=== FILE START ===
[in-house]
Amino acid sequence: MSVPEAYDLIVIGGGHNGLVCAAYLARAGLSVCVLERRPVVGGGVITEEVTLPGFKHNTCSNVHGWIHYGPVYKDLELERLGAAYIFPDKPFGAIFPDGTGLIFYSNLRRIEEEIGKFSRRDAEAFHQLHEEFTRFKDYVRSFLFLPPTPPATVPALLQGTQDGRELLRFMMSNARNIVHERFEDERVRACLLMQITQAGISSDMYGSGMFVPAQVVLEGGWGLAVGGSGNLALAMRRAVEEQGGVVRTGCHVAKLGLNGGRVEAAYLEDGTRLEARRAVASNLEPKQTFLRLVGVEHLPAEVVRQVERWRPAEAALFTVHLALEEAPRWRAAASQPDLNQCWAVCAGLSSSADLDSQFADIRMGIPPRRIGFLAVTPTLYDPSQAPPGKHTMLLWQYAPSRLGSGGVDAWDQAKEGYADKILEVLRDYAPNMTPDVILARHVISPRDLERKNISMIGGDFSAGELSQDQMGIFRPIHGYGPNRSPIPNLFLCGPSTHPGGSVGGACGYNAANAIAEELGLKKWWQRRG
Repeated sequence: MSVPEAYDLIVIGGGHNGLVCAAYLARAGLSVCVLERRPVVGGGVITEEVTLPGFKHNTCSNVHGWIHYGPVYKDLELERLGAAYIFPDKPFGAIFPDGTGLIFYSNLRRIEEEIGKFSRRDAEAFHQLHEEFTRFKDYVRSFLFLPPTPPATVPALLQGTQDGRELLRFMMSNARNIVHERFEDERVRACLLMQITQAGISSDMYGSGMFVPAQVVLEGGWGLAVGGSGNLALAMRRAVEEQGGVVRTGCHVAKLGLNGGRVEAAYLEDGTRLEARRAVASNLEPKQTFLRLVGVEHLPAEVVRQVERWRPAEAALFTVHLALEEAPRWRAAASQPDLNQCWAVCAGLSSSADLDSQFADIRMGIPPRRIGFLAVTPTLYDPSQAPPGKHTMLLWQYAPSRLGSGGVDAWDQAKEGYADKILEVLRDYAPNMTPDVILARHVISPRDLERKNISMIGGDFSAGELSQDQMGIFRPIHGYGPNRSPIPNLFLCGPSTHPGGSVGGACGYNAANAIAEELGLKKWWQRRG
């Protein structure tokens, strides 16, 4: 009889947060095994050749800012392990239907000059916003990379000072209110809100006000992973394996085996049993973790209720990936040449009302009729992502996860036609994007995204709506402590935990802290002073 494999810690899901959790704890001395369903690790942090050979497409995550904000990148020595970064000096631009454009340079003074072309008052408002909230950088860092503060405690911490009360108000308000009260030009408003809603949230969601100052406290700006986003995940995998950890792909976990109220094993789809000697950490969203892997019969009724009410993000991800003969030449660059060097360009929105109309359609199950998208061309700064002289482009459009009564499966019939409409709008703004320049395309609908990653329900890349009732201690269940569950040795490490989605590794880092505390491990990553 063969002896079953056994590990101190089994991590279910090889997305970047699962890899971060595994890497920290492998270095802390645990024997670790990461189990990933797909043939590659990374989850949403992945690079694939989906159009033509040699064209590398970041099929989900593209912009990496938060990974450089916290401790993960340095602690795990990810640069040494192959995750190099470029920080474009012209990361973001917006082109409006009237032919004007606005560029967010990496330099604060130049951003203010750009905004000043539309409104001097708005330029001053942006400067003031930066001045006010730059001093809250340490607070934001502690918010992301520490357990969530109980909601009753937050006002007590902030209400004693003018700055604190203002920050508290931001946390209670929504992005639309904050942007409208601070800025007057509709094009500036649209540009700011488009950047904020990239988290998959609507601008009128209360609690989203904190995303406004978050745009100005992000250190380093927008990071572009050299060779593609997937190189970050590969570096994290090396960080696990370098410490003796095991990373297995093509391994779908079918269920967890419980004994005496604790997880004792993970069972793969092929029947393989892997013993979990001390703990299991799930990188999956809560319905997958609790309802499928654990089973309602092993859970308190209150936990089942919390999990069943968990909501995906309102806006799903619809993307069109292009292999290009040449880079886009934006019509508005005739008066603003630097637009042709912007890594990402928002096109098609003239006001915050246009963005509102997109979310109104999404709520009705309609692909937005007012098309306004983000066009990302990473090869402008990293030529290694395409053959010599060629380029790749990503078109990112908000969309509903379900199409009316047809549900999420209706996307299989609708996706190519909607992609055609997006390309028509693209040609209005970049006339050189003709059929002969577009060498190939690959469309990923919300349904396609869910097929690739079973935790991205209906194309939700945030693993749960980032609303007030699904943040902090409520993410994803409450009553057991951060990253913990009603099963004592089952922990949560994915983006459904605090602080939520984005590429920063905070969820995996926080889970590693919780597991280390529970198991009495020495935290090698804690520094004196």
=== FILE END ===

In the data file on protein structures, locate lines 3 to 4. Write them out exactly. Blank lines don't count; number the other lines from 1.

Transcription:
Repeated sequence: MSVPEAYDLIVIGGGHNGLVCAAYLARAGLSVCVLERRPVVGGGVITEEVTLPGFKHNTCSNVHGWIHYGPVYKDLELERLGAAYIFPDKPFGAIFPDGTGLIFYSNLRRIEEEIGKFSRRDAEAFHQLHEEFTRFKDYVRSFLFLPPTPPATVPALLQGTQDGRELLRFMMSNARNIVHERFEDERVRACLLMQITQAGISSDMYGSGMFVPAQVVLEGGWGLAVGGSGNLALAMRRAVEEQGGVVRTGCHVAKLGLNGGRVEAAYLEDGTRLEARRAVASNLEPKQTFLRLVGVEHLPAEVVRQVERWRPAEAALFTVHLALEEAPRWRAAASQPDLNQCWAVCAGLSSSADLDSQFADIRMGIPPRRIGFLAVTPTLYDPSQAPPGKHTMLLWQYAPSRLGSGGVDAWDQAKEGYADKILEVLRDYAPNMTPDVILARHVISPRDLERKNISMIGGDFSAGELSQDQMGIFRPIHGYGPNRSPIPNLFLCGPSTHPGGSVGGACGYNAANAIAEELGLKKWWQRRG
């Protein structure tokens, strides 16, 4: 009889947060095994050749800012392990239907000059916003990379000072209110809100006000992973394996085996049993973790209720990936040449009302009729992502996860036609994007995204709506402590935990802290002073 494999810690899901959790704890001395369903690790942090050979497409995550904000990148020595970064000096631009454009340079003074072309008052408002909230950088860092503060405690911490009360108000308000009260030009408003809603949230969601100052406290700006986003995940995998950890792909976990109220094993789809000697950490969203892997019969009724009410993000991800003969030449660059060097360009929105109309359609199950998208061309700064002289482009459009009564499966019939409409709008703004320049395309609908990653329900890349009732201690269940569950040795490490989605590794880092505390491990990553 063969002896079953056994590990101190089994991590279910090889997305970047699962890899971060595994890497920290492998270095802390645990024997670790990461189990990933797909043939590659990374989850949403992945690079694939989906159009033509040699064209590398970041099929989900593209912009990496938060990974450089916290401790993960340095602690795990990810640069040494192959995750190099470029920080474009012209990361973001917006082109409006009237032919004007606005560029967010990496330099604060130049951003203010750009905004000043539309409104001097708005330029001053942006400067003031930066001045006010730059001093809250340490607070934001502690918010992301520490357990969530109980909601009753937050006002007590902030209400004693003018700055604190203002920050508290931001946390209670929504992005639309904050942007409208601070800025007057509709094009500036649209540009700011488009950047904020990239988290998959609507601008009128209360609690989203904190995303406004978050745009100005992000250190380093927008990071572009050299060779593609997937190189970050590969570096994290090396960080696990370098410490003796095991990373297995093509391994779908079918269920967890419980004994005496604790997880004792993970069972793969092929029947393989892997013993979990001390703990299991799930990188999956809560319905997958609790309802499928654990089973309602092993859970308190209150936990089942919390999990069943968990909501995906309102806006799903619809993307069109292009292999290009040449880079886009934006019509508005005739008066603003630097637009042709912007890594990402928002096109098609003239006001915050246009963005509102997109979310109104999404709520009705309609692909937005007012098309306004983000066009990302990473090869402008990293030529290694395409053959010599060629380029790749990503078109990112908000969309509903379900199409009316047809549900999420209706996307299989609708996706190519909607992609055609997006390309028509693209040609209005970049006339050189003709059929002969577009060498190939690959469309990923919300349904396609869910097929690739079973935790991205209906194309939700945030693993749960980032609303007030699904943040902090409520993410994803409450009553057991951060990253913990009603099963004592089952922990949560994915983006459904605090602080939520984005590429920063905070969820995996926080889970590693919780597991280390529970198991009495020495935290090698804690520094004196």